Saturday, November 22, 2014

Killer Trash in Baltimore

Composite image
This week I enjoyed working with a client honing her street photography techniques. We met in Fells Point and walked mostly on Broadway. In just a few shorts blocks in a couple hours we had lots of subjects to work with...that is why I love street photography and there is no better place than in Fells Point! I also enjoyed watching two sessions on Creative Live with Brooke Shaden an imaginative photographer who produces creative emotional thought provoking composite works. When I started working files I shot on the street I decided to composite two files, one a mannequin window shot and the other a street shot of a dress form. I used a few technical ideas for compositing these two images from Brooke's session. If you have time and can watch when its airing, Creative Live is awesome. You can also buy recorded sessions.
Dare I say nothing in Fells Point is new or shiny or perfect, its gritty! We came across a store called Killer Trash, which epitomizes the eclectic nature of the area. I loved the windows and the signs on the door....I mean really, where else can you find, Catseye glasses, pearls, a red dress and rust!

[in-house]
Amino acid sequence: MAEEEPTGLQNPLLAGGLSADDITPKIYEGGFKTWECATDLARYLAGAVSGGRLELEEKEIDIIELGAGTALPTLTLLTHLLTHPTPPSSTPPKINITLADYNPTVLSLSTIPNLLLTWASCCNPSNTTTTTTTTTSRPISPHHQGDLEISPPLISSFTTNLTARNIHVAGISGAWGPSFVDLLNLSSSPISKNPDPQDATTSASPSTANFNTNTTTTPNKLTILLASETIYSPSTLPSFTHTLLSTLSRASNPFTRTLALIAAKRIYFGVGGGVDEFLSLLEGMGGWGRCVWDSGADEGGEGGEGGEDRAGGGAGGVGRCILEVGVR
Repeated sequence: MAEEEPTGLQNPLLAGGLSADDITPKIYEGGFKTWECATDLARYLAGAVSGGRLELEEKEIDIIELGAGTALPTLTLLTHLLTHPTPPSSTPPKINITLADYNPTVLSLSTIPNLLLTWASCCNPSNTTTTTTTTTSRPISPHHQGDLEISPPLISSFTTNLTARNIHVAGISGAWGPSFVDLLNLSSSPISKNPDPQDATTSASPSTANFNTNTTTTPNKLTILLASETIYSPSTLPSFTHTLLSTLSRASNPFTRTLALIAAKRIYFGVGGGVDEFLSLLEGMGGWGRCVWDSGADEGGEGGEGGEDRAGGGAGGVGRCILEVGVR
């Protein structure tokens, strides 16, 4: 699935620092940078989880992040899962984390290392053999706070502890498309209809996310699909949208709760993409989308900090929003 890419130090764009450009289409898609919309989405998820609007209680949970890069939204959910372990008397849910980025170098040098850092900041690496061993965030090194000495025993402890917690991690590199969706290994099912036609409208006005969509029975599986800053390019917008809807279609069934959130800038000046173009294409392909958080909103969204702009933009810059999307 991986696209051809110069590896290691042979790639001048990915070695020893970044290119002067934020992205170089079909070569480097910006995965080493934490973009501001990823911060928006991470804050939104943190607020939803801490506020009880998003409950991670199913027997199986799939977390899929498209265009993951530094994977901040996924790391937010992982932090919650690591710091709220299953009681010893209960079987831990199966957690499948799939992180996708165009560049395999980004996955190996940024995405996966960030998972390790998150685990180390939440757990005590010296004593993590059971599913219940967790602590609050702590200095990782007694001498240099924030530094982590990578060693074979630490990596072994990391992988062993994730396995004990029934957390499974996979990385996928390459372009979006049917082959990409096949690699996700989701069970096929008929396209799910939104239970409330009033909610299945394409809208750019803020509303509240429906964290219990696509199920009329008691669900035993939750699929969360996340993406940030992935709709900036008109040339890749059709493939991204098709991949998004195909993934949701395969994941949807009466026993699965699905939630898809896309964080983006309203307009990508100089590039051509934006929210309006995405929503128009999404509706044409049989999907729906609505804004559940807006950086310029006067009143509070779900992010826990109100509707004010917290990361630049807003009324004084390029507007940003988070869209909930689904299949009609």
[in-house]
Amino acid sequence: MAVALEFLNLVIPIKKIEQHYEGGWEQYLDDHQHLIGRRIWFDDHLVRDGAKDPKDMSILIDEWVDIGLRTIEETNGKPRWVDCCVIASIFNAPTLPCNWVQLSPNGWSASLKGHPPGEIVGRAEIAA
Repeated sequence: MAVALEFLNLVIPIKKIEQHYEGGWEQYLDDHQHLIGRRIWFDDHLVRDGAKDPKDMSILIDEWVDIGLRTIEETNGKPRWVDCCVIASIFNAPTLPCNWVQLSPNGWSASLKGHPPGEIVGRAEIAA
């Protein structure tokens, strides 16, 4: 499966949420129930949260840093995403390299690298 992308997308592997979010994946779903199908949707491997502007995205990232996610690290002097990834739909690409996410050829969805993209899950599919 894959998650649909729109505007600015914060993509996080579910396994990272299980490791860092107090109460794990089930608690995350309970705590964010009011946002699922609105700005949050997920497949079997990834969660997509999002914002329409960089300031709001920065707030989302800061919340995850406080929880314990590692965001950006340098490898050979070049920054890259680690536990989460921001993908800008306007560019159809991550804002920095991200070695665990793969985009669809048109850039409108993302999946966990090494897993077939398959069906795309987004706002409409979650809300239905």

A few tips on shooting store how reflections and backgrounds are effecting your images, choose an appropriate aperture to manage depth of field, move around and change perspective. Pictures are everywhere!

Thursday, November 6, 2014

On White Balance as a Creative Choice ~ Slow Shutter ~ The Ocean

Aperture f~16 Shutter speed 30 secs ISO 70-200 Lens at 100 Focal length 70mm Nikon D4
I love the ocean! That's probably no surprise to many of you but when it comes to what really makes you buzz, what makes you want to grab a camera and go make some pictures for me it is the sea. I love being at the edge where the land meets ocean: the sounds of crashing waves, pebbles rolling in the surf, the smell of salt air, the squawk of the seagulls nearby, are inspiring. Everyday the shore, sea, light and air are different. As a matter of fact, every second is different! Every wave different from the other shaping the shore with each break.